4. DISTRICT 43- Rep. Michael Evans (D): One of the bright spots for Democrats on election Night 2011 came out of Neshoba County. Michael Evans defeated party switcher and incumbent Russ Nowell reclaiming the seat for Democrats. As with other RWD’s, the terrain has grown increasingly difficult since then due to the infamous “Denny Map” and the GOP has their sights on this district.

  5. DISTRICT 24- Rep. Kevin Horan (D): After the retirement of Dr. Bondurant, Horan was just what the party needed to take the Grenada centric seat back from the GOP. Should Rep. Horan run again he will face an uphill climb.

  6. DISTRICT 45- Rep. Bennett Malone (D): Rep. Malone has been another one of those obvious targets that the MSGOP has been trying to take out. Recent health battles has slowed the Carthage political scion and put into doubt whether he will run again. Well that and recent whispers that he is strongly considering switching parties. We’ll be keeping an eye on his decision.

  7. DISTRICT 17- Rep. Brian Aldridge (R): It only takes one word to describe Rep. Aldridge: Disgrace! Aldridge and his parents were indicted back in july on charges that they embezzled more than $500,000 from the Tupelo lawmaker’s aunt. If convicted he will be forced to resign. There are rumors that a couple of prominent Lee County Republicans are eying the seat.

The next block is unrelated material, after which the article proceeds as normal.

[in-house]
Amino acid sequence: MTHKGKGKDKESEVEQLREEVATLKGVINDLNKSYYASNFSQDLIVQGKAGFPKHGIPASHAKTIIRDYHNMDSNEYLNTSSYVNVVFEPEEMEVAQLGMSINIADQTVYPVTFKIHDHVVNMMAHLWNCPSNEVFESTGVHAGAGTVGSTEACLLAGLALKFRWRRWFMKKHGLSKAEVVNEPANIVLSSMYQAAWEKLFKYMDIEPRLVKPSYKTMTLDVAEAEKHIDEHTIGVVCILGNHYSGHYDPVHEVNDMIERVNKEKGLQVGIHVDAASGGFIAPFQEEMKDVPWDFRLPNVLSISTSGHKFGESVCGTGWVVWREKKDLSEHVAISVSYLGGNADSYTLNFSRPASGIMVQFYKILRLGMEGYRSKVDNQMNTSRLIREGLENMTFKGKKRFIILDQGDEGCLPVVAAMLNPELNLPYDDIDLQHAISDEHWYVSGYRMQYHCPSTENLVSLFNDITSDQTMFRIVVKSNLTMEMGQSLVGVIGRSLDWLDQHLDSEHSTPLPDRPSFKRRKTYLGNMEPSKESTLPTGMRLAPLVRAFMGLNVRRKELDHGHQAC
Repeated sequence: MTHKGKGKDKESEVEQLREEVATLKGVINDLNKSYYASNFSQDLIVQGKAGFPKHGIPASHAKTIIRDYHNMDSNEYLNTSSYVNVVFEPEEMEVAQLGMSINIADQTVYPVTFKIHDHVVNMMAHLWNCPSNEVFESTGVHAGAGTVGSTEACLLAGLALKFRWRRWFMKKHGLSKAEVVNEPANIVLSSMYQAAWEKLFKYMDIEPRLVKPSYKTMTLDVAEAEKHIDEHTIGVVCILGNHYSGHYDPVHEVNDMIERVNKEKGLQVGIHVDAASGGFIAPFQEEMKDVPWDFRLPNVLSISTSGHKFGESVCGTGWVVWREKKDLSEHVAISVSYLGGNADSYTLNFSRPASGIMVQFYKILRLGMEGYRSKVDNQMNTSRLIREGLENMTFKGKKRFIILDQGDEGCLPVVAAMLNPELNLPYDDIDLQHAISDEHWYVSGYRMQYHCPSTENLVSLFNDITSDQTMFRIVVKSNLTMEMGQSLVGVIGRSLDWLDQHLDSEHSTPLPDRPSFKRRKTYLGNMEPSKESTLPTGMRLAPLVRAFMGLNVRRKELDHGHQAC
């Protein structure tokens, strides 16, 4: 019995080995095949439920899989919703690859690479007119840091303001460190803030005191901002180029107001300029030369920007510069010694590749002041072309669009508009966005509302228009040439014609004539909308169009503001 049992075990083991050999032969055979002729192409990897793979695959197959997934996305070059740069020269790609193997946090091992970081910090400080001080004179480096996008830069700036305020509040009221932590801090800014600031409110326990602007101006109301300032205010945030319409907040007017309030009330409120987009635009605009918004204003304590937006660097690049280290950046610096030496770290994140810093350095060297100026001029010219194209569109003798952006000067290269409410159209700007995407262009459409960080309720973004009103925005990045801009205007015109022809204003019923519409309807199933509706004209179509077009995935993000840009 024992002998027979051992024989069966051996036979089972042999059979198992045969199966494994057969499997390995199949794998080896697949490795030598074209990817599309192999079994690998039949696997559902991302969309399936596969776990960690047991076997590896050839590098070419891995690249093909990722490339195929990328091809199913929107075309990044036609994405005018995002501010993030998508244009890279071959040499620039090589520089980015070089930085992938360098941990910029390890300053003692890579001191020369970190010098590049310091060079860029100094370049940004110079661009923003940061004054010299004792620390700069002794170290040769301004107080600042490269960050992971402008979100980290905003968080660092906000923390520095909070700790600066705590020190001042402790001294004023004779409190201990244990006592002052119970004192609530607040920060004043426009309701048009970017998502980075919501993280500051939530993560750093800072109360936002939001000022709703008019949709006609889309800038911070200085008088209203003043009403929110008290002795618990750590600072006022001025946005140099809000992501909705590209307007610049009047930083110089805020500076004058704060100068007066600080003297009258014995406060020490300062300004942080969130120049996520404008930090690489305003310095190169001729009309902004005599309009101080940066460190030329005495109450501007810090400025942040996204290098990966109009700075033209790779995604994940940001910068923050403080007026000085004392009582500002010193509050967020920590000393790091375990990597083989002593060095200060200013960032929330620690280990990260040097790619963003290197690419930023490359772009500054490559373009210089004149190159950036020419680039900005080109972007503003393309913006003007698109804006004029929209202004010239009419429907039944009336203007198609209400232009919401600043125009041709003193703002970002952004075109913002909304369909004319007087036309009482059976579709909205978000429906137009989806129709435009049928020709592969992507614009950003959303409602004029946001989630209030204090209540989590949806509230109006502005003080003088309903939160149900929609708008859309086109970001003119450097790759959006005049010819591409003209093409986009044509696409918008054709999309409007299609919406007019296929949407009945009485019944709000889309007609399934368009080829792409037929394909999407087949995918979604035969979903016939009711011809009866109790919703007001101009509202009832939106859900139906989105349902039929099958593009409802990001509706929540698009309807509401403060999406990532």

8. DISTRICT 40- Rep. Pat Nelson (R): Embroiled in a steamy yet sordid affair with Sen. Sally Doty of Brookhaven may prove to be too much for Rep. Nelson to survive. A Memphis affiliate broke the news last month the Rep. Nelson left his wife of 40 years and served her with divorce papers while she was out of town on business. While voters tend to forgive politicians, he has given any potential opponents a good family values plank in which to bash him over the head with.

  9. DISTRICT 71- Rep. Adrienne Wooten (D): Thanks to redistricting, Rep. Wooten and Rep. Brad Oberhousen of Terry have been thrown into the same district. With a 69% BVAP that gives the upper hand clearly to Rep. Wooten.

  10. DISTRICT 122- Rep. David Baria (D): Baria stunned the political world when he decided not to run for reelection to his state senate seat but instead seeking to replace retiring Democratic Speaker pro-temp J.P. Compretta. Baria survived a tough General Election and will likely face a similar scenario next year.

Comments are closed.